SUSTAINABLE SATURDAYS: Consumption & Materials
IT HASN’T BEEN EASY FOR CONSUMERS OR DESIGNERS
Being an eco-friendly designer or consumer is not easy because of the current systems and lack of transparency in place. When defining which materials are eco-friendly, we need to look at the below 4 key points. Natural materials may not always be grown sustainably or be long-lasting, and long-lasting materials are often synthetic. In either of these scenarios, items could be made using chemicals or in unsafe conditions, which is harmful to both the people and the planet.
Quality and longevity – fashion that is made to last, and be loved for years to come
Circular processes – fashion that stays out of the landfill for as long as possible by reusing, recycling or repurposing materials or entire garments
Ethical manufacturing – fashion made by people who are paid fairly and treated with respect and dignity
Sustainable manufacturing – fashion made from sustainably-grown or recycled materials, using low-impact processes
By now, most of us know that recycling and repurposing materials is important to protect our planet from environmental harm. What most of us don’t know, is exactly how to recycle or repurpose, and we also don’t know which businesses to support that are working hard to be eco-conscious.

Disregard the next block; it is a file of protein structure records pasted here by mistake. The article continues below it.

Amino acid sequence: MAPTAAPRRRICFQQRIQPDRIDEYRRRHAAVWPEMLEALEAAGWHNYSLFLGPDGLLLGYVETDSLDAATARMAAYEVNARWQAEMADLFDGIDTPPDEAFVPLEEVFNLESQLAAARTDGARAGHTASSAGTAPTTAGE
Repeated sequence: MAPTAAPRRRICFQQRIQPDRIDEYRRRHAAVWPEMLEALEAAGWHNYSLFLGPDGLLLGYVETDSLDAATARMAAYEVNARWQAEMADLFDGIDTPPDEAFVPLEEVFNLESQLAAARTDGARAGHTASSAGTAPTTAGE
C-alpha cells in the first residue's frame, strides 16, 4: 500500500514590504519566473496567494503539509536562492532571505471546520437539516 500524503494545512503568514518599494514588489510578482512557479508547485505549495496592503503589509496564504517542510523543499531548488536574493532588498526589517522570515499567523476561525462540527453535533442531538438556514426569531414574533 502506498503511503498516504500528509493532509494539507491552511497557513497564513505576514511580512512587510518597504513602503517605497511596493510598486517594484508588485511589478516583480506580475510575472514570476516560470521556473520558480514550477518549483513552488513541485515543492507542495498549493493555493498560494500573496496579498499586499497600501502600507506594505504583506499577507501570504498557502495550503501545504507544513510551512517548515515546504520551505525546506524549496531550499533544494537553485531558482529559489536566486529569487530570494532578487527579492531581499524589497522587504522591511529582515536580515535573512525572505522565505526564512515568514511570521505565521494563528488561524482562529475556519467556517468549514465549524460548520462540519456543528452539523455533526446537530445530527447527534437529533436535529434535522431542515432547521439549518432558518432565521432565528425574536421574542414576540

The Riley Ruffle Dress as seen in this photo is sustainably sourced and made in Los Angeles using Reclaimed Washed Satin.
WHAT IS RECLAIMED FABRIC AND WHY IS THERE EXCESS?
To make clothing, we need materials. To avoid creating new waste out of usually man-made fibers that use harmful chemicals to produce a fabric, one option is to reclaim fabric. Reclaiming dead-stock fabric is a means of repurposing a material that is already intact and give it a second life.
The fashion industry has proven itself to be wasteful. Dead-stock refers to materials that are usually leftover from past season collections in the textile mills. However, it can also be as a result of brands placing an order with a supplier, later changing their mind, leaving the mill with many yards of perfectly usable fabric. The result is a significant amount of discarded stock inventory, which can end up in a landfill and later burned, releasing harmful toxins. Shop Collaboré partners with brands like Kindom Shop to reclaim these discarded materials and prevent them from being wasted. We only say yes to conscious style, making it just a little easier on our planet and our consumers.